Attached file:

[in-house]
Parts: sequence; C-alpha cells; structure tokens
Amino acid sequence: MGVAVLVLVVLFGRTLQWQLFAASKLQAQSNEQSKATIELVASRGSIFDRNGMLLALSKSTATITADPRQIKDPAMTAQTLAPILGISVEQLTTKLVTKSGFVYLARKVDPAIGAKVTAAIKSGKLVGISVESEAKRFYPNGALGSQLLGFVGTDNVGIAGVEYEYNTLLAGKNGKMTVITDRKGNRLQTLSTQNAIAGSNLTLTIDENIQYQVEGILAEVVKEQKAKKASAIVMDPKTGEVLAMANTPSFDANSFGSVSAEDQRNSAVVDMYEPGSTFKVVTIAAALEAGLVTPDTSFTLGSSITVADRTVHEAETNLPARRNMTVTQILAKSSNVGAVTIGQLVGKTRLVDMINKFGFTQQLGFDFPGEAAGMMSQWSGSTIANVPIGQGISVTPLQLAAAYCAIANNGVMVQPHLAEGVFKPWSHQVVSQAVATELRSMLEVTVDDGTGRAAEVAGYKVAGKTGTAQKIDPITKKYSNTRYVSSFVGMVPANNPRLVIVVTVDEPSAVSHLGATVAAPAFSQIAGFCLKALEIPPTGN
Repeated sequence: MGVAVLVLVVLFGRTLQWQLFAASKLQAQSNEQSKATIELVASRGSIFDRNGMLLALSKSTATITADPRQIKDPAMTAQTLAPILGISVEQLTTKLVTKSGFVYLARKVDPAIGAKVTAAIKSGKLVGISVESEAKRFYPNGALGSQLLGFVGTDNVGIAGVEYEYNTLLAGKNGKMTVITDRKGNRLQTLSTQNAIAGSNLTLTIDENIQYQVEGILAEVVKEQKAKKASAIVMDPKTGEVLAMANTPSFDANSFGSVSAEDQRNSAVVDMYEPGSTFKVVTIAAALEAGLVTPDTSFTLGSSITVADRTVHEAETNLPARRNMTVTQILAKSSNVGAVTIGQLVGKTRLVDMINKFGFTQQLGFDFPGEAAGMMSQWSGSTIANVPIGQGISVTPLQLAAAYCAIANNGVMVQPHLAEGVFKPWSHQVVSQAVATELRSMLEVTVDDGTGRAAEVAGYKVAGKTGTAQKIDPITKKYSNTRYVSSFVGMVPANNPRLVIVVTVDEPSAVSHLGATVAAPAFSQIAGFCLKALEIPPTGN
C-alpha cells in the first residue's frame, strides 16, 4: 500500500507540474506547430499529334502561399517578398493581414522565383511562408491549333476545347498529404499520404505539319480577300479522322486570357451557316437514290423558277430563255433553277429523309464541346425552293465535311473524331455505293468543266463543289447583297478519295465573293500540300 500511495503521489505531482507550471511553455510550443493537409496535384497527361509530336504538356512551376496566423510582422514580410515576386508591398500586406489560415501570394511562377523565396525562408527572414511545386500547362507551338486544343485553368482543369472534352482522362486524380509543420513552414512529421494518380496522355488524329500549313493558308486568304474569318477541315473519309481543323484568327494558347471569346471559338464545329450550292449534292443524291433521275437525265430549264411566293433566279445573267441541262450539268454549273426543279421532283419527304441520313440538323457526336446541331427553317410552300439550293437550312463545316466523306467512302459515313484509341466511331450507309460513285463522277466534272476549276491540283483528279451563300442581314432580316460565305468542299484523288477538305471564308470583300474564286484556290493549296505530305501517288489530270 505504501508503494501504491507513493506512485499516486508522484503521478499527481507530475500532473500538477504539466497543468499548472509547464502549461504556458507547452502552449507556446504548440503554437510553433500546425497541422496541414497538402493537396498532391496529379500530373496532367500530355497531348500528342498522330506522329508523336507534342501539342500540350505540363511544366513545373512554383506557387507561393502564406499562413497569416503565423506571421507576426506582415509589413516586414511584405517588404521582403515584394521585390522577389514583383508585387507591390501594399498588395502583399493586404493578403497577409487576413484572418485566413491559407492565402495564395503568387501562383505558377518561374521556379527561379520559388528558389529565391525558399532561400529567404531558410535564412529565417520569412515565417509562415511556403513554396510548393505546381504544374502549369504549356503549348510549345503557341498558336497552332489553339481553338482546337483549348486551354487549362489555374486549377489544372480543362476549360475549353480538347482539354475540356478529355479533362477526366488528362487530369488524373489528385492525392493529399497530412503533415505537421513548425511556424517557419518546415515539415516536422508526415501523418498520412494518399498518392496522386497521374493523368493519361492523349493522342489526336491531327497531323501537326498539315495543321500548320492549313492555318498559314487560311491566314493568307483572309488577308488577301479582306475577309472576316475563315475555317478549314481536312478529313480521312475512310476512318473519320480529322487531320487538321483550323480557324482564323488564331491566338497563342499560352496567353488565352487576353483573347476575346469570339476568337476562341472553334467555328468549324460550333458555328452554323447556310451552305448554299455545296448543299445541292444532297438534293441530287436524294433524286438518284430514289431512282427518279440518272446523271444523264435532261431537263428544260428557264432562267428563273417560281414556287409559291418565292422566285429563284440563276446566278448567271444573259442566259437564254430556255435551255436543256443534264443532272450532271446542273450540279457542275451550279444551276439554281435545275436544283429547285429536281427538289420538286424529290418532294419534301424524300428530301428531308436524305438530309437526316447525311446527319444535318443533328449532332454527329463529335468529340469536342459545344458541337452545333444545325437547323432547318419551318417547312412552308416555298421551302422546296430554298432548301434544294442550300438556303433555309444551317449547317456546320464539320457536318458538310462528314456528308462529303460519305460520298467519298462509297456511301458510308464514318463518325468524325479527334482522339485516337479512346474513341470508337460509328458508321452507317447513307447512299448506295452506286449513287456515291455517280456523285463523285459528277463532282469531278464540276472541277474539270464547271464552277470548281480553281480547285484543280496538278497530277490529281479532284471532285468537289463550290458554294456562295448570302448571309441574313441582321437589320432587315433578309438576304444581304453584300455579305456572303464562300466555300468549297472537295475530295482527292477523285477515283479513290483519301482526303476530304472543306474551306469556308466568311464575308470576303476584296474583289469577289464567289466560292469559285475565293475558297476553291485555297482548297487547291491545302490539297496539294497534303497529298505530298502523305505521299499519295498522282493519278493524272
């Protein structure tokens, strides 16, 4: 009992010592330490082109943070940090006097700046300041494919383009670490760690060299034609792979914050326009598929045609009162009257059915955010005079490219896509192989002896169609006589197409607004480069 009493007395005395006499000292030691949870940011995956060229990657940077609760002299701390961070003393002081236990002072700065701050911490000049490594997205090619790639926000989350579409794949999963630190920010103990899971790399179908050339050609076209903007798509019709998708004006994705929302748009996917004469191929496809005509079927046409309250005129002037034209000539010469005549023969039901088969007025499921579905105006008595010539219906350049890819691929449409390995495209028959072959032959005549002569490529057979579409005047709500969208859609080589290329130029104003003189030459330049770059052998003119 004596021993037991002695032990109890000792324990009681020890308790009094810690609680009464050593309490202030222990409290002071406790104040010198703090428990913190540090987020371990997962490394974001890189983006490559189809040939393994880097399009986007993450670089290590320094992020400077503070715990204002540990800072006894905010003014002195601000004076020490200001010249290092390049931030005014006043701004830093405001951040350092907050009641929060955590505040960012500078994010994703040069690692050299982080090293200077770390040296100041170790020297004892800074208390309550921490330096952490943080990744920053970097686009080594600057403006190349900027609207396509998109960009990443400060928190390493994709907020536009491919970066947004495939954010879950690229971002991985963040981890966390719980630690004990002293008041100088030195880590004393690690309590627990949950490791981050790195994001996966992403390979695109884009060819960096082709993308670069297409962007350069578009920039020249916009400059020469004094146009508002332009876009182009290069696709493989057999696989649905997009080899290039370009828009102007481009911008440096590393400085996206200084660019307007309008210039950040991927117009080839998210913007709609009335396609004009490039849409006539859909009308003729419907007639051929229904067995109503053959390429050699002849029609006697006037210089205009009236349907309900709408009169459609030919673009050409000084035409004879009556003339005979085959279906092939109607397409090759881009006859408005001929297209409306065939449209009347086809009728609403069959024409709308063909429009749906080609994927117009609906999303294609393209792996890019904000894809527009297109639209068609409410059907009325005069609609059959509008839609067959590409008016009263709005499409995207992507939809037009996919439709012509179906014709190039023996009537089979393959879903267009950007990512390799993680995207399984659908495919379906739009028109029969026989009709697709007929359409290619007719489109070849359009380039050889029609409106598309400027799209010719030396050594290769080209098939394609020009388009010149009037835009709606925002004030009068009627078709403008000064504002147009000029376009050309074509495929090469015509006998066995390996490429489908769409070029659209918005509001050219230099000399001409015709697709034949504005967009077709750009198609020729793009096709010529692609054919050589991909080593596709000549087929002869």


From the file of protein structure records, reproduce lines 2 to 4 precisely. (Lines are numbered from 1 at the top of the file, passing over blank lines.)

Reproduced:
Parts: sequence; C-alpha cells; structure tokens
Amino acid sequence: MGVAVLVLVVLFGRTLQWQLFAASKLQAQSNEQSKATIELVASRGSIFDRNGMLLALSKSTATITADPRQIKDPAMTAQTLAPILGISVEQLTTKLVTKSGFVYLARKVDPAIGAKVTAAIKSGKLVGISVESEAKRFYPNGALGSQLLGFVGTDNVGIAGVEYEYNTLLAGKNGKMTVITDRKGNRLQTLSTQNAIAGSNLTLTIDENIQYQVEGILAEVVKEQKAKKASAIVMDPKTGEVLAMANTPSFDANSFGSVSAEDQRNSAVVDMYEPGSTFKVVTIAAALEAGLVTPDTSFTLGSSITVADRTVHEAETNLPARRNMTVTQILAKSSNVGAVTIGQLVGKTRLVDMINKFGFTQQLGFDFPGEAAGMMSQWSGSTIANVPIGQGISVTPLQLAAAYCAIANNGVMVQPHLAEGVFKPWSHQVVSQAVATELRSMLEVTVDDGTGRAAEVAGYKVAGKTGTAQKIDPITKKYSNTRYVSSFVGMVPANNPRLVIVVTVDEPSAVSHLGATVAAPAFSQIAGFCLKALEIPPTGN
Repeated sequence: MGVAVLVLVVLFGRTLQWQLFAASKLQAQSNEQSKATIELVASRGSIFDRNGMLLALSKSTATITADPRQIKDPAMTAQTLAPILGISVEQLTTKLVTKSGFVYLARKVDPAIGAKVTAAIKSGKLVGISVESEAKRFYPNGALGSQLLGFVGTDNVGIAGVEYEYNTLLAGKNGKMTVITDRKGNRLQTLSTQNAIAGSNLTLTIDENIQYQVEGILAEVVKEQKAKKASAIVMDPKTGEVLAMANTPSFDANSFGSVSAEDQRNSAVVDMYEPGSTFKVVTIAAALEAGLVTPDTSFTLGSSITVADRTVHEAETNLPARRNMTVTQILAKSSNVGAVTIGQLVGKTRLVDMINKFGFTQQLGFDFPGEAAGMMSQWSGSTIANVPIGQGISVTPLQLAAAYCAIANNGVMVQPHLAEGVFKPWSHQVVSQAVATELRSMLEVTVDDGTGRAAEVAGYKVAGKTGTAQKIDPITKKYSNTRYVSSFVGMVPANNPRLVIVVTVDEPSAVSHLGATVAAPAFSQIAGFCLKALEIPPTGN